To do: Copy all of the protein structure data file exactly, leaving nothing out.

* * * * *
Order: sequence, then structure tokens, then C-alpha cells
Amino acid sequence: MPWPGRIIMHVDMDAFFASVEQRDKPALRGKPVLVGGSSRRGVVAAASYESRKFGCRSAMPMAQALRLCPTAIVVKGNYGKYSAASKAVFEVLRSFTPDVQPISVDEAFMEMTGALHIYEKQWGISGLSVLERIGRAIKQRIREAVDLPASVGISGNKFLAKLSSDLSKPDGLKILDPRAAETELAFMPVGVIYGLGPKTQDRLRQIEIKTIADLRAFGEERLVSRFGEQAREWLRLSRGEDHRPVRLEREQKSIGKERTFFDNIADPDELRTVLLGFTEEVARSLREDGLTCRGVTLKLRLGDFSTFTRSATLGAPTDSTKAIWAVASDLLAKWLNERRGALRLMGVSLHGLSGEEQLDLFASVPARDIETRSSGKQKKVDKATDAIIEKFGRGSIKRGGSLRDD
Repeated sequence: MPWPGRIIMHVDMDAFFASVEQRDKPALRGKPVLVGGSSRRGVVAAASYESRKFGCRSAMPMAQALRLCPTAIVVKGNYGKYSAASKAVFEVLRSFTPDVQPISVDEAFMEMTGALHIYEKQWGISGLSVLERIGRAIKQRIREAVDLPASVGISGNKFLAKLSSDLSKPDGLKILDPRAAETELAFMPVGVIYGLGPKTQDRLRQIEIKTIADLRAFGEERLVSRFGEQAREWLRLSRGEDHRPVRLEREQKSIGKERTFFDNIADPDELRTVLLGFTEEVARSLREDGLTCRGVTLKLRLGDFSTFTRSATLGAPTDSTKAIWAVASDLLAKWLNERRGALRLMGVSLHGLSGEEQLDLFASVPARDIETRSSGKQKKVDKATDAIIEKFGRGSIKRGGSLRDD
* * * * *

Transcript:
Order: sequence, then structure tokens, then C-alpha cells
Amino acid sequence: MPWPGRIIMHVDMDAFFASVEQRDKPALRGKPVLVGGSSRRGVVAAASYESRKFGCRSAMPMAQALRLCPTAIVVKGNYGKYSAASKAVFEVLRSFTPDVQPISVDEAFMEMTGALHIYEKQWGISGLSVLERIGRAIKQRIREAVDLPASVGISGNKFLAKLSSDLSKPDGLKILDPRAAETELAFMPVGVIYGLGPKTQDRLRQIEIKTIADLRAFGEERLVSRFGEQAREWLRLSRGEDHRPVRLEREQKSIGKERTFFDNIADPDELRTVLLGFTEEVARSLREDGLTCRGVTLKLRLGDFSTFTRSATLGAPTDSTKAIWAVASDLLAKWLNERRGALRLMGVSLHGLSGEEQLDLFASVPARDIETRSSGKQKKVDKATDAIIEKFGRGSIKRGGSLRDD
Repeated sequence: MPWPGRIIMHVDMDAFFASVEQRDKPALRGKPVLVGGSSRRGVVAAASYESRKFGCRSAMPMAQALRLCPTAIVVKGNYGKYSAASKAVFEVLRSFTPDVQPISVDEAFMEMTGALHIYEKQWGISGLSVLERIGRAIKQRIREAVDLPASVGISGNKFLAKLSSDLSKPDGLKILDPRAAETELAFMPVGVIYGLGPKTQDRLRQIEIKTIADLRAFGEERLVSRFGEQAREWLRLSRGEDHRPVRLEREQKSIGKERTFFDNIADPDELRTVLLGFTEEVARSLREDGLTCRGVTLKLRLGDFSTFTRSATLGAPTDSTKAIWAVASDLLAKWLNERRGALRLMGVSLHGLSGEEQLDLFASVPARDIETRSSGKQKKVDKATDAIIEKFGRGSIKRGGSLRDD